INTEL IS GETTING INTO operating systems big time. The OSes in question run on Mobile Internet Devices and Intel has a big future mapped out for these things. It may not be betting the farm on them, but certainly the double garage, some of the barns and half the furniture could end up on the table.
Blame the Atom. That wee bit of silicon is responsible for much head-scratching in Satan Clara, if you ask us. The scale of the little processor's success surprised the chip maker big time. And it's our contention that the margins it makes on the things aren't on the order Intel normally expects. Funnily enough, the missives that normally ensue from the Intel PR army when we say such a thing help confirm the notion in our Atom-sized brain. But that's another matter.
What is interesting, listening to Anand Chandrasekher banging the MID drum here on Intel's stage at Computex Taipei, is that there is a whole raft of operating systems out there that can run these devices.
"We'll always have Windows on our platforms," Anand told the press, rather unconvincingly.
And, spookily, just as the press conference got underway and software outfit Wind River was paraded onstage to tell us what it's up to in the mobile internet space, a few thousand miles away in Satan Clara, the eyes were being dotted and the tees crossed on the statement informing the world that Wind River was about to be Borged, to become a wholly-owned Intel subsidiary.
Amongst other things, Wind River peddles a "market-leading proprietary and multicore-ready real-time operating system" for embedded systems.
Intel first put the cat among the Voles when it handed its Moblin 2 platform over to the Linux Foundation. The OS - for it is one, sort of - was reportedly designed to run on Atom-powered devices. It allows a wide range of other operating systems - prettier ones, more like what we used to think of graphical user interfaces - to run on the Atom platform. Chandrasekher showed Android running on just such a device.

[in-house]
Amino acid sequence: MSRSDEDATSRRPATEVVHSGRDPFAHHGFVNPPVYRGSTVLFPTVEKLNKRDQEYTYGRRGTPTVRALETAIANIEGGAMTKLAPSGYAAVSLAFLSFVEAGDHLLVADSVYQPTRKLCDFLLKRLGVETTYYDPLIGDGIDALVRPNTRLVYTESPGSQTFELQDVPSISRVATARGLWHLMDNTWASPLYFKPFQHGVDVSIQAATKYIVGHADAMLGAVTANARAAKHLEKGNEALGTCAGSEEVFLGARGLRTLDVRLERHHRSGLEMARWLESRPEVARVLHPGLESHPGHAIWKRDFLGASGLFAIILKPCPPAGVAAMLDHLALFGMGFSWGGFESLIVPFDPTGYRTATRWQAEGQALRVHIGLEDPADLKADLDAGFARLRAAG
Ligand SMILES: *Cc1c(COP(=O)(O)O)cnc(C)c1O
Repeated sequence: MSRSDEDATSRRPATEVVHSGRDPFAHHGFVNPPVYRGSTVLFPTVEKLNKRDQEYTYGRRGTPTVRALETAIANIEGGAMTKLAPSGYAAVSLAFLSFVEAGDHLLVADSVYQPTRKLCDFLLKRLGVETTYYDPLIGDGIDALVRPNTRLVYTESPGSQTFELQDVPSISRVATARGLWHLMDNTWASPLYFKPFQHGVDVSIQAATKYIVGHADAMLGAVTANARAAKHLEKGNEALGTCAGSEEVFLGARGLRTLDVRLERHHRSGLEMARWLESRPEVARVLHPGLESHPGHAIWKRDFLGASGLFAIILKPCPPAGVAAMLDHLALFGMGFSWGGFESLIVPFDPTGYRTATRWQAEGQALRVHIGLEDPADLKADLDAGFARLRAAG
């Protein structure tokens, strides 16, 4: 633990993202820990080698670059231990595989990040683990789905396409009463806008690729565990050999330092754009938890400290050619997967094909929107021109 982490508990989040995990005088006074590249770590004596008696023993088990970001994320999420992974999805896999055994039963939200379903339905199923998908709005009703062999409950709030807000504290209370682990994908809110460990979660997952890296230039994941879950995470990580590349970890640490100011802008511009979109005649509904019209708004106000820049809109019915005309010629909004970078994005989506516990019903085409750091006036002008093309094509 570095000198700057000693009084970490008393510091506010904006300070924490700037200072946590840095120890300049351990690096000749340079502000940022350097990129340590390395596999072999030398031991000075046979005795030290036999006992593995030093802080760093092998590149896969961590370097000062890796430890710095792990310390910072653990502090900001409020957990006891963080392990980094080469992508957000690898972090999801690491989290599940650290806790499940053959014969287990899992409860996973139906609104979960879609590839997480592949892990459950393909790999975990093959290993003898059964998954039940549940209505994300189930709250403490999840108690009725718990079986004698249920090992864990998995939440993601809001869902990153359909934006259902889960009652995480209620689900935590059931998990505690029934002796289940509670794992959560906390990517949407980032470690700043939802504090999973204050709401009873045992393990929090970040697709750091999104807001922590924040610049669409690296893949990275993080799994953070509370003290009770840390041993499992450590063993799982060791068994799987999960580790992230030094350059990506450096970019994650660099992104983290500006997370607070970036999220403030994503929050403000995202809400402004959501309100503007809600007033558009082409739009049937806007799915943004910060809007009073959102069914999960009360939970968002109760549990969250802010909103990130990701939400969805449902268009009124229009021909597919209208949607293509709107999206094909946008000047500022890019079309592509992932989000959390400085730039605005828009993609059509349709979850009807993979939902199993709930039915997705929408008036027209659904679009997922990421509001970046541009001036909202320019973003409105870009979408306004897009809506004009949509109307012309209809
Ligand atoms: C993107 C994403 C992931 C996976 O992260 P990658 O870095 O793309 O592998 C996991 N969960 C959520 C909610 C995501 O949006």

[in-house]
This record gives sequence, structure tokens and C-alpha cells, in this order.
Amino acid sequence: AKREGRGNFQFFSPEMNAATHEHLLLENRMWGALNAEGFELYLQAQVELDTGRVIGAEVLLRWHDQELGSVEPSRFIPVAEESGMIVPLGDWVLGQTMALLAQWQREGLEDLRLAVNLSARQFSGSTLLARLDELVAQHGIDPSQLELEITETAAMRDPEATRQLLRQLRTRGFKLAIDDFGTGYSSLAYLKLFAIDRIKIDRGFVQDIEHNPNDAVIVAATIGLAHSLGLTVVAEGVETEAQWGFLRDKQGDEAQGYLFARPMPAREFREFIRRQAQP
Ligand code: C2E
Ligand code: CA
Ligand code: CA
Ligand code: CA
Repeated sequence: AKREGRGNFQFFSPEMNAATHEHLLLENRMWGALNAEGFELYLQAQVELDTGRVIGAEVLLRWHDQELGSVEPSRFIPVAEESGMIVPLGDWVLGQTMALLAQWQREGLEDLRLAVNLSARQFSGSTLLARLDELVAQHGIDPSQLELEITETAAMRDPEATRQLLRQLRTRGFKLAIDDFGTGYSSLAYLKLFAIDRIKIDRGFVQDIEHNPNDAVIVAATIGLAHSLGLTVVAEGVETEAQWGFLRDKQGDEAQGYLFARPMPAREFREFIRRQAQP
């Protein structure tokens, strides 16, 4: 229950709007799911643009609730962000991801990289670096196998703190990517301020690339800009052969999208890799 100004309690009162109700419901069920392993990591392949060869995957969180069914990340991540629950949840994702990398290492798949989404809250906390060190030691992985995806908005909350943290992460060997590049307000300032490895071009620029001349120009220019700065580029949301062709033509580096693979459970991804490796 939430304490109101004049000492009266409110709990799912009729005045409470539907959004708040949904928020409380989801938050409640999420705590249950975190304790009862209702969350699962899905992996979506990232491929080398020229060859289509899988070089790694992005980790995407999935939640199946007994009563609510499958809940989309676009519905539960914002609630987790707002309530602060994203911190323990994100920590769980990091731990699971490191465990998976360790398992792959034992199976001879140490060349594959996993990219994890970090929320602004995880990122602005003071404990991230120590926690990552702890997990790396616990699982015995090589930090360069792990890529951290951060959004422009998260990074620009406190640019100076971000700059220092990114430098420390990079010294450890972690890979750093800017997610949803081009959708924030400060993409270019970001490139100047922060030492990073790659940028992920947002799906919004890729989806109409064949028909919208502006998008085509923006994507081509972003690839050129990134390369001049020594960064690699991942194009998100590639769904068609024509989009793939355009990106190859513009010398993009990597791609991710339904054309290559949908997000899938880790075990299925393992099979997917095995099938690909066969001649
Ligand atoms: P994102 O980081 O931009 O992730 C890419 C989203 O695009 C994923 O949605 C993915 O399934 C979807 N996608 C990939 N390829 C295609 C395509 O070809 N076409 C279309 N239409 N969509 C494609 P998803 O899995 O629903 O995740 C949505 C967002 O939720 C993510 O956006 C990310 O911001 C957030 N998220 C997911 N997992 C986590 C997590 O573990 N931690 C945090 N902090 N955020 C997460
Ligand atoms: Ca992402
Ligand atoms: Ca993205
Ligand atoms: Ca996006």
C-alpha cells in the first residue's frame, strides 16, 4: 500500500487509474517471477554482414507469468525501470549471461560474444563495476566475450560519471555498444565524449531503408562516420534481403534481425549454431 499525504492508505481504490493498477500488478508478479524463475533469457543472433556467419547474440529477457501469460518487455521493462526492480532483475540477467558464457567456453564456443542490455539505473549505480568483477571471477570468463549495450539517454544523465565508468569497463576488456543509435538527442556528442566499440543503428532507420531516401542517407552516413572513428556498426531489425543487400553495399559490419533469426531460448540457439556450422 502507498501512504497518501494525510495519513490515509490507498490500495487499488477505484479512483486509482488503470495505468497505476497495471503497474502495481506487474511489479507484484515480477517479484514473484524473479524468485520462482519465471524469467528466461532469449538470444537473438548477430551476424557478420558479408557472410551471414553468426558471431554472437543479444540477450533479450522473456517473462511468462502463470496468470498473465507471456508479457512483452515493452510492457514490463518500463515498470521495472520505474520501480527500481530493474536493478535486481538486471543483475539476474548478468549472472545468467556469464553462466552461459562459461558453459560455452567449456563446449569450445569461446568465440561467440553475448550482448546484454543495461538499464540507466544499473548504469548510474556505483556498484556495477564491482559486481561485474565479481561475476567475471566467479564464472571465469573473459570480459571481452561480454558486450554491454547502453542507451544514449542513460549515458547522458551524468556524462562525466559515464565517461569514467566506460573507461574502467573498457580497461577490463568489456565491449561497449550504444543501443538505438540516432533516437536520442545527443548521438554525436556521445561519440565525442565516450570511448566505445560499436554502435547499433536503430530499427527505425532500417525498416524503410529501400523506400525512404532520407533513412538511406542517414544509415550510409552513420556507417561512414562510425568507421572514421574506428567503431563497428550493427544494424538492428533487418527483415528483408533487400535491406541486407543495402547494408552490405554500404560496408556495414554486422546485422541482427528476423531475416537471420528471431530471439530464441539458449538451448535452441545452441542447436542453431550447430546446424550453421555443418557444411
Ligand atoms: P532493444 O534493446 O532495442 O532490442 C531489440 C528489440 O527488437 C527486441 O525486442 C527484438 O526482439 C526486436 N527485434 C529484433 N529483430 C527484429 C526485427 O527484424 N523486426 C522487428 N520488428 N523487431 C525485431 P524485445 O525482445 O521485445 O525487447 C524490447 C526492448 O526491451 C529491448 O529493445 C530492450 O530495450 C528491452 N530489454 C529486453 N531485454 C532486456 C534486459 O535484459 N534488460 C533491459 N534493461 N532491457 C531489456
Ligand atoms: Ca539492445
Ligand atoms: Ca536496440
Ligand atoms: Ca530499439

Questioned by one Charlie Demerjian about Android, Chandrasekher said Intel was keen to enable all comers to run operating systems on MIDs powered by its chips. "It's not that we don't support Windows, he said separately, "we're just following the action" (in the marketplace).
And in MIDs at least, that action is increasingly moving away from Windows and towards more open source offerings and that, in no small measure, is thanks to Moblin2.
Intel showed some pretty nifty handheld MIDs here, some of which were based on the upcoming Moorestown version of Atom. Inevitably these looked like big fat Iphones, but if these devices take off as the manufacturers think they will, and as Intel hopes they will, then millions of users may be dumping the Smartphone and the Netbook and maybe the laptop too. Certainly, Moorestown and the later Medfield Atoms will also be powering larger, keyboard-equipped Netbook-type devices as well. And with such frantic open source OS development going on, we can expect to see many more flavours of operating system tipping up on a wide range of computing devices and this will threaten Microsoft's trump card, which is that most people go with Windows because that's what they know and are familiar with.
Once Intel begins shipping Moorestown which is promised for the end for this year and then later, in 2011 when the 32nm Medfield is slated to appear, then any quibble over margin - whether we've imagined it or not - will be history, as indeed may be the Wintel axis which has served the industry for decades.
Microsoft has a lot riding on Windows 7. Not only does it have to obliterate any memory of Vista, it also has to be a better XP than XP. So not only is the threat posed by Linux growing but - thanks in part to Intel - it's now coming at Microsoft from below as well as sideways and above. Our man Ballmer may need to reinforce the seat of his pants. µ
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